The Council Conclusions on the opening of accession negotiations with Albania were adopted on 25 March 2020. These Conclusions contain various criteria which Albania must meet before the first Conference on Accession, including those set out by the Bundestag in its decision of 26 September 2019. They concern in particular the effective functioning of the Constitutional Court and the High Court as well as the adoption of electoral law reforms. Further conditions which must be met before the second Conference on Accession are related to the five priorities of judicial reform, fighting organised crime and corruption, reforming public administration, and human rights issues.
The European Commission’s report published on 6 October 2020 recommends the commencement of EU accession negotiations and states that Albania has made extensive progress on the necessary criteria, but that reforms in the five priority areas must be continued.
European support for the reform process
The EU provides financial support for the reform process through the Instrument for Pre‑Accession Assistance (IPA). A total of around 640 million euro has been earmarked for Albania for the 2014-2020 period, of which about 521 million euro was pledged by the end of 2019. The measures financed primarily concern the promotion of democracy, good governance, the rule of law and the protection of fundamental rights, protection of the environment and climate change mitigation, improved transport infrastructure, competitiveness, and education, employment and social policies. The EU is also supporting agriculture and rural development, as well as cooperation in the region. The measures financed from IPA funds are described in detail in the Indicative Strategy Paper for Albania published on 3 August 2018.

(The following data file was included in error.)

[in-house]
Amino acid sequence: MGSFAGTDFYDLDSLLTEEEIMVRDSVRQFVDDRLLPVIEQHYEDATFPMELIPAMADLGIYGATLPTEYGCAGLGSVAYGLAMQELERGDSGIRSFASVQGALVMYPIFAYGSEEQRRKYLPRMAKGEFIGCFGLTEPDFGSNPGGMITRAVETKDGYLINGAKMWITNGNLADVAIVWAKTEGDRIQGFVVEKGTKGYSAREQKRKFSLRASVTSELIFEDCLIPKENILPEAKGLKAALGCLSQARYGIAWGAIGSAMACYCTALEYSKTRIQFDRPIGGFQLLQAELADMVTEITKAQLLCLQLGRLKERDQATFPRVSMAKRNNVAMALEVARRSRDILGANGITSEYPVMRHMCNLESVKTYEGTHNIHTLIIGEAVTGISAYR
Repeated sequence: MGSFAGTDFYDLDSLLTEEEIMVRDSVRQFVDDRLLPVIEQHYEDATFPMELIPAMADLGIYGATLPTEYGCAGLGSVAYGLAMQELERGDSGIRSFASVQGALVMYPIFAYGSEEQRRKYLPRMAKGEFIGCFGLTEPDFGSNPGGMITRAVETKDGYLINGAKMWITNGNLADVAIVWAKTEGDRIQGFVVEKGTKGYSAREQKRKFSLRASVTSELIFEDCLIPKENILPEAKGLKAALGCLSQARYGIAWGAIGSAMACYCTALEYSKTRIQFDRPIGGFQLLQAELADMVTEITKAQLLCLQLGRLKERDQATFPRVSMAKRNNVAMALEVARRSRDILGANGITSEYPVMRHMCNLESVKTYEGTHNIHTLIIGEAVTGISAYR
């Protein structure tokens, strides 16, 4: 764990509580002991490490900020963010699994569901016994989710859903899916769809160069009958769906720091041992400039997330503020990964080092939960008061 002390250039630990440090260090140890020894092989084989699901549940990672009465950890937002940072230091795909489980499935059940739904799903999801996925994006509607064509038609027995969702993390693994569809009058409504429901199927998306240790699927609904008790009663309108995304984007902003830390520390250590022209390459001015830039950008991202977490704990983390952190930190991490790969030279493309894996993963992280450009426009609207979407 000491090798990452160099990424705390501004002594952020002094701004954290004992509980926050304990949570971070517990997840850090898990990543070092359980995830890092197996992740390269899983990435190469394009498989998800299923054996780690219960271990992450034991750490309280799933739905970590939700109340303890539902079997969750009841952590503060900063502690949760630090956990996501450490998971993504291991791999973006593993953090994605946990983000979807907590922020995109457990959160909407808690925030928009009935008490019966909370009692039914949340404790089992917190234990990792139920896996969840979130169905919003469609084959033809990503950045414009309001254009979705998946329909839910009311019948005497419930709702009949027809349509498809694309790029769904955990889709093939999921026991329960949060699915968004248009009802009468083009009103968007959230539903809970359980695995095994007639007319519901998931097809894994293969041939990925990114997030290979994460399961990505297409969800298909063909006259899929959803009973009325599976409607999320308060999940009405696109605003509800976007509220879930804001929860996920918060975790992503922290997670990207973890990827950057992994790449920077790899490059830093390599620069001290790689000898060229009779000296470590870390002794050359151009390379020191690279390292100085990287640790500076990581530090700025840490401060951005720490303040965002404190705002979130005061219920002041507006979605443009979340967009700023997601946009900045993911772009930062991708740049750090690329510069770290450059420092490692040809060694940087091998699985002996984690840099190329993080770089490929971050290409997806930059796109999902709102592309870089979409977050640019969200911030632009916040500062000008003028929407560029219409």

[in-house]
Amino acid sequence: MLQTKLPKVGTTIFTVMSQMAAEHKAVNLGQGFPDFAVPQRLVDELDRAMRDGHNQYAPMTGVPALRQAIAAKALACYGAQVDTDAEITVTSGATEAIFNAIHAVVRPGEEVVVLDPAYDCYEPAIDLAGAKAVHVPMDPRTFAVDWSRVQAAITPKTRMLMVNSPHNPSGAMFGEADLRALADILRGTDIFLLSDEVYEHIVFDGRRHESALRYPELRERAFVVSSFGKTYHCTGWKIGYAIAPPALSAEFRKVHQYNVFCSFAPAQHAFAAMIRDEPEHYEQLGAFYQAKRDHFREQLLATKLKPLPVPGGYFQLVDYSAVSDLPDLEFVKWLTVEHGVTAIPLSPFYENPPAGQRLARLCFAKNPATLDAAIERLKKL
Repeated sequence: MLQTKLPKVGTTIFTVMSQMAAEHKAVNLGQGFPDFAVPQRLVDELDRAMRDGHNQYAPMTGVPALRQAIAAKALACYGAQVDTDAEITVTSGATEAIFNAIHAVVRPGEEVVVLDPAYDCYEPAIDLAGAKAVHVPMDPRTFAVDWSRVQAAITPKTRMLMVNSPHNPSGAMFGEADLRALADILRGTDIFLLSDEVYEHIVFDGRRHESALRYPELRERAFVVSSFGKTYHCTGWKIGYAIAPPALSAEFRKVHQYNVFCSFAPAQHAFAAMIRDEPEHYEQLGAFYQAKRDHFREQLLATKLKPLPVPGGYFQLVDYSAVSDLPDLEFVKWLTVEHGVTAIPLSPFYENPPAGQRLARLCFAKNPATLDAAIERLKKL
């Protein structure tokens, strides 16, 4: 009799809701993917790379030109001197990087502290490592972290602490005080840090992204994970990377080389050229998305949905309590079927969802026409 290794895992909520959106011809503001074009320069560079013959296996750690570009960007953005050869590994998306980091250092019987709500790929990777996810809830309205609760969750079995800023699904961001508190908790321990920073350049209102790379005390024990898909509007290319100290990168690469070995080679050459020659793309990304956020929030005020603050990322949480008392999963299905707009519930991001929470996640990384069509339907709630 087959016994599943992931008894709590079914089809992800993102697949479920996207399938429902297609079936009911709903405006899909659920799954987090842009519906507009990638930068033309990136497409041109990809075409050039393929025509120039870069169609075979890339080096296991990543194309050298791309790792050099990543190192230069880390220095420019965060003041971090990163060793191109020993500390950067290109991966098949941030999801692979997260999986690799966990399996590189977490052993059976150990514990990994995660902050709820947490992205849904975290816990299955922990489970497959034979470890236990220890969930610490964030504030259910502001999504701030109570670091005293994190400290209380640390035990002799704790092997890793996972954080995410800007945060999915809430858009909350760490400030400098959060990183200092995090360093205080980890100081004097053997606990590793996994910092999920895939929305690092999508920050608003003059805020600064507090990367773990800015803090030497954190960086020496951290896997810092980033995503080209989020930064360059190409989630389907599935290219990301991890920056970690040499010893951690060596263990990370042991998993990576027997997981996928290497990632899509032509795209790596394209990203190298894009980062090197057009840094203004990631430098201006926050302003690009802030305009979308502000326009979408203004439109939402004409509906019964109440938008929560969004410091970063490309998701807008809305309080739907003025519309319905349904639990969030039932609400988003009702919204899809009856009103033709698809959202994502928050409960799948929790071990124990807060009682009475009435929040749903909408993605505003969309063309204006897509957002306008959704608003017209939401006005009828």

Furthermore, the EU is providing the Western Balkan states with a COVID-19 support package worth 3.3 billion euro to help them overcome the socio-economic impact of the crisis. And on 6 October, the European Commission presented an Economic and Investment Plan for the Western Balkans providing support of up to 9 billion euro.